Everybody knows about the police stings that use a phony business to entice crooks to fence stolen goods, launder money, or otherwise reveal themselves to the cops. But in what may be a first, federal investigators set up a bogus college in New Jersey to catch college recruiters targeting foreign students.
Twenty-one defendants were arrested across the country today and charged with illegally conspiring with more than 1,000 foreign nationals to fraudulently obtain visas through a "Pay to Stay" scheme centered around the University of Northern New Jersey (UNNJ), a non-existent "school" set up in a storefront by Homeland Security and Customs agents.
“‘Pay to Stay’ schemes not only damage our perception of legitimate student and foreign worker visa programs, they also pose a very real threat to national security,” U.S. Attorney for New Jersey Paul J. Fishman said. “Today’s arrests ... stopped 21 brokers, recruiters and employers across multiple states who recklessly exploited our immigration system for financial gain.”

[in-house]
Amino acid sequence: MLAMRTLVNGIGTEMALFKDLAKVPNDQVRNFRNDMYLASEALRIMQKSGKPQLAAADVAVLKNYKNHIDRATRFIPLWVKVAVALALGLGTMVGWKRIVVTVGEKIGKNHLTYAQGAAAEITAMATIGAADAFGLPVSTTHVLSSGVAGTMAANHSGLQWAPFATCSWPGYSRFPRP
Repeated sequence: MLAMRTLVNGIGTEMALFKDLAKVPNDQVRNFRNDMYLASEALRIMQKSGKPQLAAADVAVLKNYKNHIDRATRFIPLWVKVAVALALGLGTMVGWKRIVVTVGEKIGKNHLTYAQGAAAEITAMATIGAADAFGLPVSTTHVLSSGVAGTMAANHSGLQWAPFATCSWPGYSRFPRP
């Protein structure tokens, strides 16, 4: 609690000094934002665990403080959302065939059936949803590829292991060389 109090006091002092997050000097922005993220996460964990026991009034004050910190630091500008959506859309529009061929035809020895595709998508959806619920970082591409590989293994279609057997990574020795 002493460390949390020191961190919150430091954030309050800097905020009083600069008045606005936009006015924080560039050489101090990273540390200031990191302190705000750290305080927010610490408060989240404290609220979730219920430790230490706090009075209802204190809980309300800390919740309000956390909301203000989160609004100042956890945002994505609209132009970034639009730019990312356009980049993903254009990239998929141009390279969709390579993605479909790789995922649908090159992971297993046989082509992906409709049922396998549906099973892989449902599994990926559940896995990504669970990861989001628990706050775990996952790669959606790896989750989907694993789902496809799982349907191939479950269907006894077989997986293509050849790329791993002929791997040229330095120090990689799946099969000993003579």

UNNJ represented itself as a school that was authorized to issue a document known as a “Certificate of Eligibility for Nonimmigrant (F-1) Student Status - for Academic and Language Students,” commonly referred to as a Form I-20.
A Form I-20 enables a foreign national to get an F-1 student visa, something investigators say more than 1,000 "clients" of the UNNJ scheme did. Those supposed students will be the next group to be rounded up. They may face deportation and criminal prosecution.
During the investigation, federal agents identified 1,076 foreign nationals, primarily from China and India, who entered the U.S. and worked with recruiters and businesses in New Jersey, California, Illinois, New York, and Virginia to obtain visas on the pretense that they were UNNJ students. All were willing participants in the scheme, investigators said.